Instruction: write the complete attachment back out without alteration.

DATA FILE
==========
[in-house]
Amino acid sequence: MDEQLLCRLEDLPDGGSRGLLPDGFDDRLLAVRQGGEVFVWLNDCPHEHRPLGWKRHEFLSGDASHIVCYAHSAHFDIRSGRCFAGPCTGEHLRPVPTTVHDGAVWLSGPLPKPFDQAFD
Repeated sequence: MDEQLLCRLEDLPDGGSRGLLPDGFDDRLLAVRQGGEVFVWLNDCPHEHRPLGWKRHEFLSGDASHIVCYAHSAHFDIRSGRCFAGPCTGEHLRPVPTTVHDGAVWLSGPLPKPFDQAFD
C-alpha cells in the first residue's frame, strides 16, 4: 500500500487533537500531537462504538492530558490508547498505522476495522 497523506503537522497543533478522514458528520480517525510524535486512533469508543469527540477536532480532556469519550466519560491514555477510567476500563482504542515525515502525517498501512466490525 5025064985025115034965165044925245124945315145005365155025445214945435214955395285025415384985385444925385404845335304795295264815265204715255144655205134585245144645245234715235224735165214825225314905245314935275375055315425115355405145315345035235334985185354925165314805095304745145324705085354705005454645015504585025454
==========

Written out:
[in-house]
Amino acid sequence: MDEQLLCRLEDLPDGGSRGLLPDGFDDRLLAVRQGGEVFVWLNDCPHEHRPLGWKRHEFLSGDASHIVCYAHSAHFDIRSGRCFAGPCTGEHLRPVPTTVHDGAVWLSGPLPKPFDQAFD
Repeated sequence: MDEQLLCRLEDLPDGGSRGLLPDGFDDRLLAVRQGGEVFVWLNDCPHEHRPLGWKRHEFLSGDASHIVCYAHSAHFDIRSGRCFAGPCTGEHLRPVPTTVHDGAVWLSGPLPKPFDQAFD
C-alpha cells in the first residue's frame, strides 16, 4: 500500500487533537500531537462504538492530558490508547498505522476495522 497523506503537522497543533478522514458528520480517525510524535486512533469508543469527540477536532480532556469519550466519560491514555477510567476500563482504542515525515502525517498501512466490525 5025064985025115034965165044925245124945315145005365155025445214945435214955395285025415384985385444925385404845335304795295264815265204715255144655205134585245144645245234715235224735165214825225314905245314935275375055315425115355405145315345035235334985185354925165314805095304745145324705085354705005454645015504585025454